Monday, November 9, 2015

This week's DVD releases

Click on title to see the film’s trailer

Tangerine ***½ Directed by Sean Baker. A working girl (Kitana Kiki Rodriguez) tears through Los Angeles on Christmas Eve searching for the pimp (James Ransone) who broke her heart. A groundbreaking film that leaves you in stitches while quietly breaking your heart.

Trainwreck *** Directed by Judd Apatow. Having thought that monogamy was never possible, a commitment-phobic career woman (Amy Schumer) may have to face her fears when she meets a good guy (Bill Hader). There’s a lot thrown in here for two hours, and Apatow could easily have lost about 30 minutes of high jinks and gotten the point across that everybody has their somebody. Yet with Schumer driving the action, Trainwreck may be his most impactful film yet.

Mala Mala *** Directed by Antonio Santini, Dan Sickles. A documentary about the transgender culture told through the eyes of nine trans-identifying individuals in Puerto Rico. After spending time with all nine of these sometimes-gutsy, sometimes-conflicted women and men, it’s impossible not to feel a deeper appreciation for their struggle to feel like the skin they live in is genuinely their home.

Far From Men *** Directed by David Oelhoffen. In 1954 rural Algeria, French teacher Daru (Viggo Mortensen) is given the task of escorting an Arab man accused of murder to the town where the trial is to take place. The film often suggests a less defiant cover of The Defiant Ones, yet it should be seen for Mortensen’s characteristically wonderful performance.

Mr. Holmes *** Directed by Bill Condon. An aged, retired Sherlock Holmes (Ian McKellen), deals with early dementia, as he tries to remember his final case and a woman, the memory of whom still haunts him. This is a ruminative film of minor-key rewards, driven by an impeccably nuanced performance from McKellen as a solitary 93-year-old man enfeebled by age, yet still canny and even compassionate in ways that surprise and comfort him.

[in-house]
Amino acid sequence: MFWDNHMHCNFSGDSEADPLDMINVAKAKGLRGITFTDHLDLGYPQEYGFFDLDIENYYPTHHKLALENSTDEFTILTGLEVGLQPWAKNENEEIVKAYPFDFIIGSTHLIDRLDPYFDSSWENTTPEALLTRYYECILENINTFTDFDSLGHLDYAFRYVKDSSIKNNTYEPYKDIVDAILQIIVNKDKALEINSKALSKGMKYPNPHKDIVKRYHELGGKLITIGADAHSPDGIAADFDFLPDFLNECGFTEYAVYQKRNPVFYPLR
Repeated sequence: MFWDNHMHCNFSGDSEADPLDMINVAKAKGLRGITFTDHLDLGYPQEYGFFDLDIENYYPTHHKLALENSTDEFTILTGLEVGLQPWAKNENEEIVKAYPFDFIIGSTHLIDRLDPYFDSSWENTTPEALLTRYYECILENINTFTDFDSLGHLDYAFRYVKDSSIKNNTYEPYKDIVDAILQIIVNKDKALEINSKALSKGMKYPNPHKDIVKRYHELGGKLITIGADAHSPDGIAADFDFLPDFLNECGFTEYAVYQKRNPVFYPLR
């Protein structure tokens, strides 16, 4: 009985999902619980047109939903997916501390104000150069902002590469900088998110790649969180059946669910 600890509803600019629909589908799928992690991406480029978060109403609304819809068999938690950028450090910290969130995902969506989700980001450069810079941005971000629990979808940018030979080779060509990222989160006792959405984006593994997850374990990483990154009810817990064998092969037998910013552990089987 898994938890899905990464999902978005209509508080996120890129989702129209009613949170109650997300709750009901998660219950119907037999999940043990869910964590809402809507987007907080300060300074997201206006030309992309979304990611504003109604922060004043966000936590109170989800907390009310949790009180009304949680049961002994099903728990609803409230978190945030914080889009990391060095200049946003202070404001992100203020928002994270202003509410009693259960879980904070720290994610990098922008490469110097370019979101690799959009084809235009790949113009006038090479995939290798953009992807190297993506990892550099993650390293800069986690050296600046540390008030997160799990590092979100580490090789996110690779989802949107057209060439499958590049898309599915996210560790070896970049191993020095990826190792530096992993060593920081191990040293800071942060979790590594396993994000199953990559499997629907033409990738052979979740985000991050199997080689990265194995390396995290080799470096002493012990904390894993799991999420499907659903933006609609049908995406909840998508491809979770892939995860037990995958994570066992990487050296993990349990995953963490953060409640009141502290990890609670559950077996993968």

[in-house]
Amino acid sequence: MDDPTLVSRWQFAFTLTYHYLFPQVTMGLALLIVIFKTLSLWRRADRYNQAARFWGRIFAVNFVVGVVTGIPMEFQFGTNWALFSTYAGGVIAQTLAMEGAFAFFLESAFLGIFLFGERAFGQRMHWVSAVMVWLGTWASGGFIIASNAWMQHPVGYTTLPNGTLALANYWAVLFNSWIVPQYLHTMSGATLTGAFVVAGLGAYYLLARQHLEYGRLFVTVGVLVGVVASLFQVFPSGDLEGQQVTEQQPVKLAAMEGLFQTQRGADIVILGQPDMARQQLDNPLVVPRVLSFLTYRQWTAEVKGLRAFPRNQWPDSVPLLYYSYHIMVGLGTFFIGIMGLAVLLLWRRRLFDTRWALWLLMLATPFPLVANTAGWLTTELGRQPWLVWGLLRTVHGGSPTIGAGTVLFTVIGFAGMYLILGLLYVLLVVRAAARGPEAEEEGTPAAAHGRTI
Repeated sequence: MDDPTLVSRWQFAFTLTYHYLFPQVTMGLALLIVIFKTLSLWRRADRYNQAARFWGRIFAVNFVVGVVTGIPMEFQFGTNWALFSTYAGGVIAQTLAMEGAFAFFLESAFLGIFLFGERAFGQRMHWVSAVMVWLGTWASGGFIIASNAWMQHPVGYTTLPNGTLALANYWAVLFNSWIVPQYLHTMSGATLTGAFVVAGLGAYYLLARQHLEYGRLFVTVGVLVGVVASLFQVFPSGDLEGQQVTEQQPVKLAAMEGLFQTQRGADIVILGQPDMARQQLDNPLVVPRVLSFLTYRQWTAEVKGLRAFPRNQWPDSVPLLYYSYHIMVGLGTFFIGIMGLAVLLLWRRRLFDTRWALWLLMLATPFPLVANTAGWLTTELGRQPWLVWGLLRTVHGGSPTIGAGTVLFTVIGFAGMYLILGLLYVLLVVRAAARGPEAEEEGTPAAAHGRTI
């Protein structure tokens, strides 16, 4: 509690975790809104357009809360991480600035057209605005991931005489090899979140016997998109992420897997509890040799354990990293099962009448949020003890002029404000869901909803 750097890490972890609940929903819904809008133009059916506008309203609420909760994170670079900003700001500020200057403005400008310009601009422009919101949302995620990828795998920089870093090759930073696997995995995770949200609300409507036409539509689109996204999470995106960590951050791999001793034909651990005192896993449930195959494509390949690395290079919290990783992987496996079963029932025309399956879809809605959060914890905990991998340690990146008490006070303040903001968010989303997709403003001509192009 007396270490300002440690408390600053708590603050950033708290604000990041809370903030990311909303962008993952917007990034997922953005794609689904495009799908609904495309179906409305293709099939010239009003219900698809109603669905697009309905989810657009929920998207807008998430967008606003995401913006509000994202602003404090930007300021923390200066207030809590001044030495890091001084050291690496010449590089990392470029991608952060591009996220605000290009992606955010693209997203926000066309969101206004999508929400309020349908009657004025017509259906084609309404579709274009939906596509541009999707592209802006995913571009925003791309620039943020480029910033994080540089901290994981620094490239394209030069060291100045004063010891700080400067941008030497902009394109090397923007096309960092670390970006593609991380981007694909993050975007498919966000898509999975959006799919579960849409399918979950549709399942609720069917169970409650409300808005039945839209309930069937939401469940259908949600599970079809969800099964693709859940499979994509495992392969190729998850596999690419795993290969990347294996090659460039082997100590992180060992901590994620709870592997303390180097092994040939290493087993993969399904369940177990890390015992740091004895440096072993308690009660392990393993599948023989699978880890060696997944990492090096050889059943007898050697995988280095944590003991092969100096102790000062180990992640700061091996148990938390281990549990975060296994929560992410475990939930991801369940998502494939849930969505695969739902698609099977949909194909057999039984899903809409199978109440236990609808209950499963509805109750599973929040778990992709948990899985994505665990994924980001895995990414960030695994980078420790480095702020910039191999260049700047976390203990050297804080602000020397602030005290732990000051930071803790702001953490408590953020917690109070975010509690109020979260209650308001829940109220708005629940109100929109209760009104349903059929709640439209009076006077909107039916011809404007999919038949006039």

Zarafa **½ Directed by Rémi Bezançon, Jean-Christophe Lie. A 10-year-old boy journeys from Africa to France to save an orphaned baby giraffe from a life in captivity. May not be the most groundbreaking feat of storytelling, but it does have a giraffe in a balloon.

Advantageous **½ Directed by Jennifer Phang. When age threatens her job as spokesperson for a radical procedure that offers lasting youth, a single mom (Jacqueline Kim) decides to undergo the treatment. It’s a kick to see how effectively Phang has created the future on a shoestring even if she hasn’t yet figured out how to turn all her smart ideas into a fully realized feature.

Terminator GenisysDirected by Alan Taylor. A prequel to the original Terminator story. Feels like being trapped in a conversation with a child breathlessly recounting the highlights of all the preceding Terminator movies.

We’ll Never Have Paris Directed by Simon Helberg, Jocelyn Towne. After unintentionally breaking up with his longtime girlfriend (Melanie Lynskey) while trying to propose, a neurotic, vacillating man-child (Helberg) pursues her to Paris. This film requires so many leaps of faith and suspensions of disbelief that you might develop acrophobia.

Self/less Directed by Tarsem Singh. A dying real estate mogul (Ben Kingsley) transfers his consciousness into a healthy young body (Ryan Reynolds). Eventually, you start to wonder if the movie forgot to take its own pills: What starts out as an interesting exploration of identity soon gives way to the uninspired, generic action flick I had feared it always was.

Pay the Ghost * Directed by Uli Edel. A professor (Nicolas Cage) searches for his son who was abducted during a Halloween parade. This somnolent supernatural thriller is a low-energy wash from start to finish.

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